Written by Chris Roberson (Masks, Superman), with art by Jonathan Lau (Green Hornet, Bionic Man) and alternate covers by artists Jae Lee (Before Watchmen), Francesco Francavilla (Black Beetle), Johnny Desjardins (Phantom, Green Hornet), Jason Ullmeyer (Red Sonja, Vampirella), Art Baltazar (Tiny Titans), and Lau, Captain Action is the new superspy on the block complete with gadgets, a Judy Dench-type head of spy HQ, and plenty of action.  Lau and colorist Ivan Nunes really bring home the retro spy look of the 1960s, complete with a team of agents driving a 1963 Corvette as their car of choice.

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BlackBat001-Cov-Campbell

You wouldn’t be off base thinking of Batman when you see the superhero The Black Bat, as their history and origin is linked in controversy.  Both The Black Bat and Bob Kane’s Batman derived the look of their characters from common pulp fiction renderings.  Both characters emerged at about the same time and the publishers Thrilling Publications and DC Comics sparred over rights until a DC editor who had worked with The Black Bat’s publisher mediated the dispute where both publishers could continue using the characters.

Which brings us to 2013 and Dynamite Entertainment.  Dynamite has the rights to publish The Black Bat along with the great pantheon of classic 1930s and 1940s characters we have discussed before, including the featured characters in their ongoing series Masks: The Shadow, The Green Hornet, Kato, Miss Fury, Black Terror, Zorro, and The Spider.  But don’t confuse the Black Bat with a similar modern noir retro-creation, Francesco Francavilla’s The Black Beetle from Dark Horse Comics, which we previewed here at borg.com earlier.  But both The Black Bat and The Black Beetle are different enough and similar enough that if you like one you probably will like the other.

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Shadow Year One Alex Ross cover

Review by C.J. Bunce

Ever since the success of Frank Miller’s Batman: Year One, everyone has climbed aboard to use the Year One tag to sell copies.  Many times the Year One is not an origin story but a random early story that fails to satisfy readers’ expectations.  A successful twist on the Year One was Andy Diggle and Jock’s Green Arrow: Year One, but there’s also been Teen Titans: Year One, Batgirl: Year One and Huntress: Year One, Nightwing: Year One and Robin: Year One, and even Batman: Two-Face/Scarecrow Year One.  It’s not only DC Comics who has cornered the market on Year One titles.  We reviewed Howard Chaykin’s well done Die Hard: Year One here last year, and if you look around you’ll even find a Judge Dredd Year One and a Punisher: Year One.  This week Matt Wagner, writer of Dynamite Comics’s Green Hornet: Year One , takes on the 1920s-1930s masked crimefighter The Shadow in The Shadow: Year One.  The first issue of Wagner’s Year One creation kicks off the better side of Year One stories.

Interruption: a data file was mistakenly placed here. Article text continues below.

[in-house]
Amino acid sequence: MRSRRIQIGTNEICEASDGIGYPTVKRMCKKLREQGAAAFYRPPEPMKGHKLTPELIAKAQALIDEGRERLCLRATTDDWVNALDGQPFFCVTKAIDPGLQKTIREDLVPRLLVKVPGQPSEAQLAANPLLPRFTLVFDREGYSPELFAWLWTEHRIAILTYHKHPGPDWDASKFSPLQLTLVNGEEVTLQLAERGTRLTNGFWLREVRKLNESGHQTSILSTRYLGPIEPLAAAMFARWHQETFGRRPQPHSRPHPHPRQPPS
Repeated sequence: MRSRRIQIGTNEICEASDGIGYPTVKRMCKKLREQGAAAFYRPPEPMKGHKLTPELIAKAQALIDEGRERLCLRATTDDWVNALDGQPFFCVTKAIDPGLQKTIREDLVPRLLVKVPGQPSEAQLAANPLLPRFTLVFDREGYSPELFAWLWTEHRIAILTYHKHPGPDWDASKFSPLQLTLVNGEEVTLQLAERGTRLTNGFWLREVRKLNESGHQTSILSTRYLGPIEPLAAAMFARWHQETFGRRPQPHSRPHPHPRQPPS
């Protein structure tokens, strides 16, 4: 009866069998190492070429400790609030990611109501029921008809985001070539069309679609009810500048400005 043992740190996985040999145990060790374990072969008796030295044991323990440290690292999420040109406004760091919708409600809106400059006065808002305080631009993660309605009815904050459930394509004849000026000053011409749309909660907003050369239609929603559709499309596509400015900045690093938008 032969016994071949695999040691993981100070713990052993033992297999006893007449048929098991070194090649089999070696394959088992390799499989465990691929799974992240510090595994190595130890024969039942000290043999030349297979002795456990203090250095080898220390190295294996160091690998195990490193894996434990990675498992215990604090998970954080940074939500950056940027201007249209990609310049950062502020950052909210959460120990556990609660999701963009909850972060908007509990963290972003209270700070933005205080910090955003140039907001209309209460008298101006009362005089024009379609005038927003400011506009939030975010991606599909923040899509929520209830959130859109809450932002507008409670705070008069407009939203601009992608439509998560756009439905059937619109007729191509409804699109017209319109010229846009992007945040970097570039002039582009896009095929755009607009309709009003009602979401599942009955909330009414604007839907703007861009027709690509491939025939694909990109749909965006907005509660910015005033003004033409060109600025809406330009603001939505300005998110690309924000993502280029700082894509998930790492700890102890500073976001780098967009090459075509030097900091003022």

Wagner and artist Wilfredo Torres begin their Year One with a mysterious force referred to as the “Shadow of Doom” in 1929 Cambodia, where we first meet The Shadow’s alter ego Lamont Cranston.  He is in pursuit of a criminal called the White Tiger and this pursuit returns him to New York City, a city brewing with criminals for The Shadow to bring to justice.

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Black Beetle 1 cover Dark Horse

Previewed by C.J. Bunce

If you felt like you were left wanting after reading Before Watchmen last year, or if you wondered why Dynamite Comics and Image Comics were the only comic book publishers offering up good noir stories, then Eisner Award winning artist and writer Francesco Francavilla has your answer.  Dark Horse Comics is releasing his new four-issue pulp noir series The Black Beetle: No Way Out beginning January 16, 2013.  You’ll swear you’ve seen the Black Beetle before, maybe in old 1950s or 1960s pulps.  Not so.  Black Beetle is entirely a new noir original creation of Francavilla.  But he looks like he belongs in Dynamite Comics’s Masks series along with the Green Hornet and the Shadow.

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Tomorrow–comic book Wednesday–Dynamite Comics launches one of its biggest events of the year, Issue #1 of the new mini-series Masks, with story by Chris Roberson and painted art by Alex Ross.  We’ve previewed Issue #1 and readers are in for a beautiful book, featuring a stellar mash-up team of some of Dynamite Comics’ best licensed characters: Green Hornet, Kato, The Shadow and Spider, with even a nod to The Lone Ranger.

A new group of leaders called the Justice Party has taken over New York, and their rule includes the creation of a dark, masked police force.  Unlike a typical change in power, this new government is run by mobsters and thugs, swiping people off the street and throwing them in jail simply because the new police force has a quota, with no attention to actual justice.  Our classic heroes enter the picture, now on the other side of the law, fighting for true justice, and hardly no time passes by before their mantra is uttered at some bad guys: Crime Does Not Pay.